Fewer people own their own homes now than since the mid-1990s, not necessarily because they don’t want to buy, but because they can’t. Apartment rents and occupancy rates are as sky-high as all those new, under-construction and just-announced apartment buildings.
Week after week, developers announce new apartment projects in Charlotte. Like the 342 units in NoDa, or the 321 units in southwest Charlotte, or the 270 units in South End that have started, or will start, this year. In Charlotte, it is a rare week that passes without the revelation of a new multifamily project. And the numbers justify that trend, for now.
For a time, at least, the Park at Drexel apartment complex will stand alone. And if it succeeds, it will stand as a testimonial to the principle that being overshadowed between two centers of activity, Downtown and SouthPark, isn’t a drawback.
At the intersection of Providence Road and Strawberry Hill Drive rests an aging apartment complex. Camden Pinehurst, which was not always the name of the 40-building complex with the brick-and-vinyl exterior, has been in south Charlotte since 1967. But the owner, with pressure from the numerous brand new, Class A apartment properties popping up around the city, decided a change was needed.
Wilmington-based Biltmark Development plans to place more than 200 apartment or condominium units on 2.3 acres near Bank of America Stadium.
As the Charlotte area undergoes an apartment boom, new apartment projects are being planned from one end of the city to the other. And of all the places in which Grubb Properties could build, the pull of SouthPark has become irresistible to the Charlotte-based developer.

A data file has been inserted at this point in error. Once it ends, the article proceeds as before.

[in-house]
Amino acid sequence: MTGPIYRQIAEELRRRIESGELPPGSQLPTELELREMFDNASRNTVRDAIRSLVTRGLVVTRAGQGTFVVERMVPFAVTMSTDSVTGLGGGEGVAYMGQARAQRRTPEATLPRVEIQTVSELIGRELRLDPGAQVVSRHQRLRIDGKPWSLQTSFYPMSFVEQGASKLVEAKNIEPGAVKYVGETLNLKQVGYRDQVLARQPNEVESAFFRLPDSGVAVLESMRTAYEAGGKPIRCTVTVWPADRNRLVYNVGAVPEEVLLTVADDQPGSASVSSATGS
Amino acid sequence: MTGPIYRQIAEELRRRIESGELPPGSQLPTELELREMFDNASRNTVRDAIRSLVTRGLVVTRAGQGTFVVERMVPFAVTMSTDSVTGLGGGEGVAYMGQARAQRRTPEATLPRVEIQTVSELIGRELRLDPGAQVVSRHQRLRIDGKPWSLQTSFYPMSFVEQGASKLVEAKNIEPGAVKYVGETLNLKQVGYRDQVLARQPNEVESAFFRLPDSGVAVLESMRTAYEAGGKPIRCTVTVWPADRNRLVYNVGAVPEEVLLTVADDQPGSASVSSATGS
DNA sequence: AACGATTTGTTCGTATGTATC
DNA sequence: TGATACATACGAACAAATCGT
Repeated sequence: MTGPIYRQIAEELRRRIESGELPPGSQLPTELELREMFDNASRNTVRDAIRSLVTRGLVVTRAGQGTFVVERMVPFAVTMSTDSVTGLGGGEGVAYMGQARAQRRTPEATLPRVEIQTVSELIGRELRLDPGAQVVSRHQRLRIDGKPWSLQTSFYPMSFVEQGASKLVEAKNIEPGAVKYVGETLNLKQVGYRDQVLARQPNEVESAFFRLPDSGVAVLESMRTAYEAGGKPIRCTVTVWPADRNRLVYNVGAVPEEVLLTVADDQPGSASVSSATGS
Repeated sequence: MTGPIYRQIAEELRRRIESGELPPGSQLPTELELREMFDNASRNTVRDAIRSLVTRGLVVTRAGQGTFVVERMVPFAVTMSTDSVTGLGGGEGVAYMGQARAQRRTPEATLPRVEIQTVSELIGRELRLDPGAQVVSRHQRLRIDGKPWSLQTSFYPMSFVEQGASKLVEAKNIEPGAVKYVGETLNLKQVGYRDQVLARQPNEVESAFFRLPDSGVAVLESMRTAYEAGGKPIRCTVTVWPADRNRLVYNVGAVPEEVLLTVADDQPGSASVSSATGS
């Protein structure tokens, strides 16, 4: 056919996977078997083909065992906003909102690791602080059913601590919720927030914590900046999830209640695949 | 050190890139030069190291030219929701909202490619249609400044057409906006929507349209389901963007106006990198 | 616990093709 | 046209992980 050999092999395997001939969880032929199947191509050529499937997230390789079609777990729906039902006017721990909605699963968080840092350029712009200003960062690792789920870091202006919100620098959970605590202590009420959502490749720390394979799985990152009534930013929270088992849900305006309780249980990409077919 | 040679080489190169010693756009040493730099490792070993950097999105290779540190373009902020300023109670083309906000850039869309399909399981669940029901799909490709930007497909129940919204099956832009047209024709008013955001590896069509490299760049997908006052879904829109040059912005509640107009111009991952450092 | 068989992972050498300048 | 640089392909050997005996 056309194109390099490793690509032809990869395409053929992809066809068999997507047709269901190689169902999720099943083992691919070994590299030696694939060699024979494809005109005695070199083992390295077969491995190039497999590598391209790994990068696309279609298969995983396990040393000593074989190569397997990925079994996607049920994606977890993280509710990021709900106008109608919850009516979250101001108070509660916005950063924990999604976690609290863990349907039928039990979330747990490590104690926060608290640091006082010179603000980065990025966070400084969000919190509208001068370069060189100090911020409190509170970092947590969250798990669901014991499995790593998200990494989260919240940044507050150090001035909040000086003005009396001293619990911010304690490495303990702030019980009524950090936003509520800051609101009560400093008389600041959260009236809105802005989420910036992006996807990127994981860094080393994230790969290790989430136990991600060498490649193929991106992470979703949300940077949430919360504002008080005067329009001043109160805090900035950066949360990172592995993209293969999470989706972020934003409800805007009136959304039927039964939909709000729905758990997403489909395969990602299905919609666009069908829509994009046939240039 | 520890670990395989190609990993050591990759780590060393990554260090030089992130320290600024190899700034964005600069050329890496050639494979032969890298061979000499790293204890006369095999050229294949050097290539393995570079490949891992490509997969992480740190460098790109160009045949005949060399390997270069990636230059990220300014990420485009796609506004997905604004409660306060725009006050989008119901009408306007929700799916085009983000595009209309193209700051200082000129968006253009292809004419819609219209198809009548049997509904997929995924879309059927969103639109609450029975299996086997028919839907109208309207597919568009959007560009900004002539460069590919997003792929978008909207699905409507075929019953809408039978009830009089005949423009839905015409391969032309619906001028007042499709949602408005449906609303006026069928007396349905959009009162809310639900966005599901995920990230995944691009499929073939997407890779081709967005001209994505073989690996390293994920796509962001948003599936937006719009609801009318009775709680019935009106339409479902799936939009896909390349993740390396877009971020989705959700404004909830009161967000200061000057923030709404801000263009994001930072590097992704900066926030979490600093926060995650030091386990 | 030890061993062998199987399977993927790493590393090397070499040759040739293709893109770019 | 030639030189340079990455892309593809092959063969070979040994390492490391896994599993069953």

When Brenda Hayden first set her eyes on the foreclosed and defunct 22-unit apartment complex that Builders of Hope was considering transforming into an affordable-housing development in west Charlotte, one word came to mind: uninhabitable. Despite the squalor -- three people were squatting in the three blighted buildings on Rowan Street -- BOH bought the property in 2009 with a neighborhood stabilization grant from the U.S. Department of Housing and Urban Development, said Hayden, Charlotte-area director of BOH, which is based in Raleigh.
"Retail is in the tank right now in Cornelius," said the developer, Gary Cangelosi. "It’s overbuilt in retail. Just look at the storefronts. Just look at what happened to the four grocery stores that used to be there."
In a city where apartment complexes are going up left and right, Memphis, Tenn.-based MAA Communities is trying to stand out.
And on the eighth day, God created excavators, and the excavators moved the earth and prepared the land to receive 210 luxury apartments at Stonewall and McDowell streets in uptown Charlotte.